The GV philosophy of the rasa lila in the context of the parakiya relationship is a very sensitive and sometimes dangerous subject. So in a way we can understand Bhaktisiddhanta Swami and the whole GM machinery’s attitude to it.

Just as we have different ways of understanding things like lateral thinking, parallel thinking, thinking in terms of Koan., the parakiya lila will strike a chord in our hearts and being in more ways than one—depending on which Guru we follow. You definitely have your own realizations and I respect you for that. And I agree that we should differ.

I see sweetness in the parakiya lila in the context of Radha Krishna lila because I believe the lila is just a language of God to express his transcendental nature so we can understand it by our limited intelligence. But I definitely do see bitter complications of that relationships when put in the context of enhancing our practical spiritual side. Social order, familial breakdown, economic complications and devaluing of common values held dear by societies are for me the reasons why I do not see Sahajiyism as a very promising force by which to advance our Krishna prema.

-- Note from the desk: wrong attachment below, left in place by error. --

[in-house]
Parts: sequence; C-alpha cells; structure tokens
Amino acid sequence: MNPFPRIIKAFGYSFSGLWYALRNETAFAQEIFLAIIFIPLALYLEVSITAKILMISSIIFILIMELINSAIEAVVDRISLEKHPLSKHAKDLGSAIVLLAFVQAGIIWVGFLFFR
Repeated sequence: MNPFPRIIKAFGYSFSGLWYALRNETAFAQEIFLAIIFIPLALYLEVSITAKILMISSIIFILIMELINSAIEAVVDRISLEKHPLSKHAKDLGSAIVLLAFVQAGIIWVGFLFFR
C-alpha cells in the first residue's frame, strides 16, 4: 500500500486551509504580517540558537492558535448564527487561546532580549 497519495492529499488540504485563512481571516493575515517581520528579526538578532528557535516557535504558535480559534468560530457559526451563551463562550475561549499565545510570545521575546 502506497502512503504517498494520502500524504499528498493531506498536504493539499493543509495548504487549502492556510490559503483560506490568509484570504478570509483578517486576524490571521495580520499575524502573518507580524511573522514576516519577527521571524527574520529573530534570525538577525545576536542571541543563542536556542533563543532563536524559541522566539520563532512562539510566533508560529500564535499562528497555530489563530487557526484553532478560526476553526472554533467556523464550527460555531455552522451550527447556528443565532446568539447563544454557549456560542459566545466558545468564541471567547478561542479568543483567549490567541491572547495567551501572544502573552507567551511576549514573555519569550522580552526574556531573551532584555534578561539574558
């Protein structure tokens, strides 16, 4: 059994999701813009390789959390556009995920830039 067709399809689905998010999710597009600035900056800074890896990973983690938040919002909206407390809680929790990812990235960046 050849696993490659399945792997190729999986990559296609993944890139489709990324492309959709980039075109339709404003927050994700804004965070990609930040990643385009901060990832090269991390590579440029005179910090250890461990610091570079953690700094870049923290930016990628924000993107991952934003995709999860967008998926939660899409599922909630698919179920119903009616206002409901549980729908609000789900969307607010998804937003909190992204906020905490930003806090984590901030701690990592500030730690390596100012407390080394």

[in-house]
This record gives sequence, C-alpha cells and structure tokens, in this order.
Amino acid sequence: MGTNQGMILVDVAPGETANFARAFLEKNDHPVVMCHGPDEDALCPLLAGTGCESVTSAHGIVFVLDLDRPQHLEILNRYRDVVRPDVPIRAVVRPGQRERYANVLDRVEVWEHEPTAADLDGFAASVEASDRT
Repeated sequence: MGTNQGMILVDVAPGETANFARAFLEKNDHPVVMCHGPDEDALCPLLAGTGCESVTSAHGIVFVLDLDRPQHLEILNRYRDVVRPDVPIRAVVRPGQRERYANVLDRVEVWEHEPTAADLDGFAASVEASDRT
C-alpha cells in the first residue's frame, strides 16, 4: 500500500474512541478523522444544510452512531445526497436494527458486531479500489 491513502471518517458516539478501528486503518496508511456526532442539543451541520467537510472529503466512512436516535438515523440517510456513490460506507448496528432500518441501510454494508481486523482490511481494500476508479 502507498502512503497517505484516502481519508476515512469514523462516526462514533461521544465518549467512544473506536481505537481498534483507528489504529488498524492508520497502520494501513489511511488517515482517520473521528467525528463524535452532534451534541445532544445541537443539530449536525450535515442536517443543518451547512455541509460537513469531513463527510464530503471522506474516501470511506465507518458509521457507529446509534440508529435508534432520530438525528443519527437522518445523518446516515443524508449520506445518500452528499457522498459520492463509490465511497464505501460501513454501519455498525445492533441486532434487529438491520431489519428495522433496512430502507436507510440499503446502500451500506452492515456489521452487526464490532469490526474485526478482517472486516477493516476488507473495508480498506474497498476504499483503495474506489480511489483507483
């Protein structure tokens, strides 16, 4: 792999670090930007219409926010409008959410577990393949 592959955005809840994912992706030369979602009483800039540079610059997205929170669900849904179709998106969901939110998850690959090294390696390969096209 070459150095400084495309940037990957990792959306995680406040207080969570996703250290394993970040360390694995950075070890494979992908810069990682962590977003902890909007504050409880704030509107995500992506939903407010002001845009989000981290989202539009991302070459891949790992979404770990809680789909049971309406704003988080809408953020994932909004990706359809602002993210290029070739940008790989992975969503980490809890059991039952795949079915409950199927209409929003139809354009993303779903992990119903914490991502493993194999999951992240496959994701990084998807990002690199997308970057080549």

NB. I have said this before, the trad devotees need you; I hope you go back to the fold.

Kind regards

Radhe Radhe

Malati dasi

Jagat said...

Thank you Malati for your heartfelt comments. First of all, I would like to repeat that I made my choice to use the word Sahajiyaism for several reasons, even knowing that many devotees have come to associate the word with all manner of evil and debauchery.

There are many reasons I made this choice, not least being Bhaktivinoda Thakur's own original usage of the word sahaja-samadhi to refer to the innate intuitive understanding present in the soul. I admit that I also decided to use the term precisely for its shock value, to make my point that sexuality not only can, but needs to be, used in the development of Krishna consciousness.

If you read the article after which I named my post, you would see that the author is talking about returning to some balance after the trivialization of sexuality in our culture.

I agree wholeheartedly with this. And I wish to present the Sahajiya concept in a light different from the way that it is generally understood. The spiritual path is a razor's edge for everyone, Sahajiya or not, so I am not going to argue that your view of possible dangers wrought by Sahajiyaism is wrong. However, just as people eat, they have sex. The tendency needs to be transformed and harnessed for its spiritual potential.

If one succumbs to the various pitfalls that are involved, then certainly the spiritual aspects of it will be lost and the exercise will be useless.

Anonymous said...

I have said this before, the trad devotees need you; I hope you go back to the fold.